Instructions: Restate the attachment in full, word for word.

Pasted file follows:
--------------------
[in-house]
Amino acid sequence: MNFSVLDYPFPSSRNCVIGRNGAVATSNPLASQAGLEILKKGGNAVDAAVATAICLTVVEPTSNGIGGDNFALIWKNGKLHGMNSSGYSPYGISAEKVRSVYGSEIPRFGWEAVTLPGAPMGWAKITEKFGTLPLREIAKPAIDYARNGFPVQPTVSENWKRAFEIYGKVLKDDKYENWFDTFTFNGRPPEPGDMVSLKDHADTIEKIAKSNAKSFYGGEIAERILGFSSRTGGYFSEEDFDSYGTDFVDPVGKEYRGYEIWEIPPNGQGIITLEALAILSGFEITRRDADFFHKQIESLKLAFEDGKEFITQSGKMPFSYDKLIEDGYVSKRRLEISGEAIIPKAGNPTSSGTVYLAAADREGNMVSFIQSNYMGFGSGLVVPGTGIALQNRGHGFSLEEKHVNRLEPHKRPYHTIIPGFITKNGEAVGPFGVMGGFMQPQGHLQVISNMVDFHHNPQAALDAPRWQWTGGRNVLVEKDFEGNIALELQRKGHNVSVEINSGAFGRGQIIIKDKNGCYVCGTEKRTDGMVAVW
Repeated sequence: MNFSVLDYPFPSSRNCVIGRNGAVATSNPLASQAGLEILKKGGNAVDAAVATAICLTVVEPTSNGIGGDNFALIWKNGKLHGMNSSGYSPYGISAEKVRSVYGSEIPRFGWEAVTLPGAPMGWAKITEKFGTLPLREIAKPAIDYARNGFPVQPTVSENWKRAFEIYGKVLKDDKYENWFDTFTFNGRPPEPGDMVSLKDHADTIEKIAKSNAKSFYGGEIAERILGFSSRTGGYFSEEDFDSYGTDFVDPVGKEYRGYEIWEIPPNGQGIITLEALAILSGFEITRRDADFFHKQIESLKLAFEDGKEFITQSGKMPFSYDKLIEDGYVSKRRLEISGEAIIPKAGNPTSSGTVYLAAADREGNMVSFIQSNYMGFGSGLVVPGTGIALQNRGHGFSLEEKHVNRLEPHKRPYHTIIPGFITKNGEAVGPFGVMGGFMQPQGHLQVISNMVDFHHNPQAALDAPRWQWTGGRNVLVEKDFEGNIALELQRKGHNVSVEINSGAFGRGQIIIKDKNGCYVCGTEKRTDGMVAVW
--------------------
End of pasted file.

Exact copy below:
[in-house]
Amino acid sequence: MNFSVLDYPFPSSRNCVIGRNGAVATSNPLASQAGLEILKKGGNAVDAAVATAICLTVVEPTSNGIGGDNFALIWKNGKLHGMNSSGYSPYGISAEKVRSVYGSEIPRFGWEAVTLPGAPMGWAKITEKFGTLPLREIAKPAIDYARNGFPVQPTVSENWKRAFEIYGKVLKDDKYENWFDTFTFNGRPPEPGDMVSLKDHADTIEKIAKSNAKSFYGGEIAERILGFSSRTGGYFSEEDFDSYGTDFVDPVGKEYRGYEIWEIPPNGQGIITLEALAILSGFEITRRDADFFHKQIESLKLAFEDGKEFITQSGKMPFSYDKLIEDGYVSKRRLEISGEAIIPKAGNPTSSGTVYLAAADREGNMVSFIQSNYMGFGSGLVVPGTGIALQNRGHGFSLEEKHVNRLEPHKRPYHTIIPGFITKNGEAVGPFGVMGGFMQPQGHLQVISNMVDFHHNPQAALDAPRWQWTGGRNVLVEKDFEGNIALELQRKGHNVSVEINSGAFGRGQIIIKDKNGCYVCGTEKRTDGMVAVW
Repeated sequence: MNFSVLDYPFPSSRNCVIGRNGAVATSNPLASQAGLEILKKGGNAVDAAVATAICLTVVEPTSNGIGGDNFALIWKNGKLHGMNSSGYSPYGISAEKVRSVYGSEIPRFGWEAVTLPGAPMGWAKITEKFGTLPLREIAKPAIDYARNGFPVQPTVSENWKRAFEIYGKVLKDDKYENWFDTFTFNGRPPEPGDMVSLKDHADTIEKIAKSNAKSFYGGEIAERILGFSSRTGGYFSEEDFDSYGTDFVDPVGKEYRGYEIWEIPPNGQGIITLEALAILSGFEITRRDADFFHKQIESLKLAFEDGKEFITQSGKMPFSYDKLIEDGYVSKRRLEISGEAIIPKAGNPTSSGTVYLAAADREGNMVSFIQSNYMGFGSGLVVPGTGIALQNRGHGFSLEEKHVNRLEPHKRPYHTIIPGFITKNGEAVGPFGVMGGFMQPQGHLQVISNMVDFHHNPQAALDAPRWQWTGGRNVLVEKDFEGNIALELQRKGHNVSVEINSGAFGRGQIIIKDKNGCYVCGTEKRTDGMVAVW